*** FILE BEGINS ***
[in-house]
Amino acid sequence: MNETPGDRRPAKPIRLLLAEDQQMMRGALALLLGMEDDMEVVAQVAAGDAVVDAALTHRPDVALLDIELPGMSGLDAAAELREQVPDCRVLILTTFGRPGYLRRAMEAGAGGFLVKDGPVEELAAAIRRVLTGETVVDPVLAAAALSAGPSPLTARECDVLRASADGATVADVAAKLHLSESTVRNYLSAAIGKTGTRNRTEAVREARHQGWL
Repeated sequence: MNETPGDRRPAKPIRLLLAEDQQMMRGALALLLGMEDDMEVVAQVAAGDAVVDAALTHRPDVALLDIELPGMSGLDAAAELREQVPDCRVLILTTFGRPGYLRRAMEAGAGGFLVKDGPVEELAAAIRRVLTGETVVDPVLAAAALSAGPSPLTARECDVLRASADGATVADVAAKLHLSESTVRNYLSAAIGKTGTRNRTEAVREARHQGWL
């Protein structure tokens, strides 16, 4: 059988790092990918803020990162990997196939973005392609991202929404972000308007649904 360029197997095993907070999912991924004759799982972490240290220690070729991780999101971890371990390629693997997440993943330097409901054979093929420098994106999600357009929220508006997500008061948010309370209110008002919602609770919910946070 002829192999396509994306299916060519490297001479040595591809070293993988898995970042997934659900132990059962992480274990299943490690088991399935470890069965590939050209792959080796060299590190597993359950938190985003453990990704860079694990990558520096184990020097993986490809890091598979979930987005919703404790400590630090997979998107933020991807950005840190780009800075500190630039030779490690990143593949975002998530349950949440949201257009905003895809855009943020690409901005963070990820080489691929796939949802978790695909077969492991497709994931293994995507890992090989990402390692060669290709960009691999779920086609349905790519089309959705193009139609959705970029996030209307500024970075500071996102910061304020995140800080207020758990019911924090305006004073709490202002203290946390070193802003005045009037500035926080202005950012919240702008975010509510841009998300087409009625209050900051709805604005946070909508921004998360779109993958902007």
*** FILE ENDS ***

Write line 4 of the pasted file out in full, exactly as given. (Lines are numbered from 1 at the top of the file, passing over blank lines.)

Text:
């Protein structure tokens, strides 16, 4: 059988790092990918803020990162990997196939973005392609991202929404972000308007649904 360029197997095993907070999912991924004759799982972490240290220690070729991780999101971890371990390629693997997440993943330097409901054979093929420098994106999600357009929220508006997500008061948010309370209110008002919602609770919910946070 002829192999396509994306299916060519490297001479040595591809070293993988898995970042997934659900132990059962992480274990299943490690088991399935470890069965590939050209792959080796060299590190597993359950938190985003453990990704860079694990990558520096184990020097993986490809890091598979979930987005919703404790400590630090997979998107933020991807950005840190780009800075500190630039030779490690990143593949975002998530349950949440949201257009905003895809855009943020690409901005963070990820080489691929796939949802978790695909077969492991497709994931293994995507890992090989990402390692060669290709960009691999779920086609349905790519089309959705193009139609959705970029996030209307500024970075500071996102910061304020995140800080207020758990019911924090305006004073709490202002203290946390070193802003005045009037500035926080202005950012919240702008975010509510841009998300087409009625209050900051709805604005946070909508921004998360779109993958902007």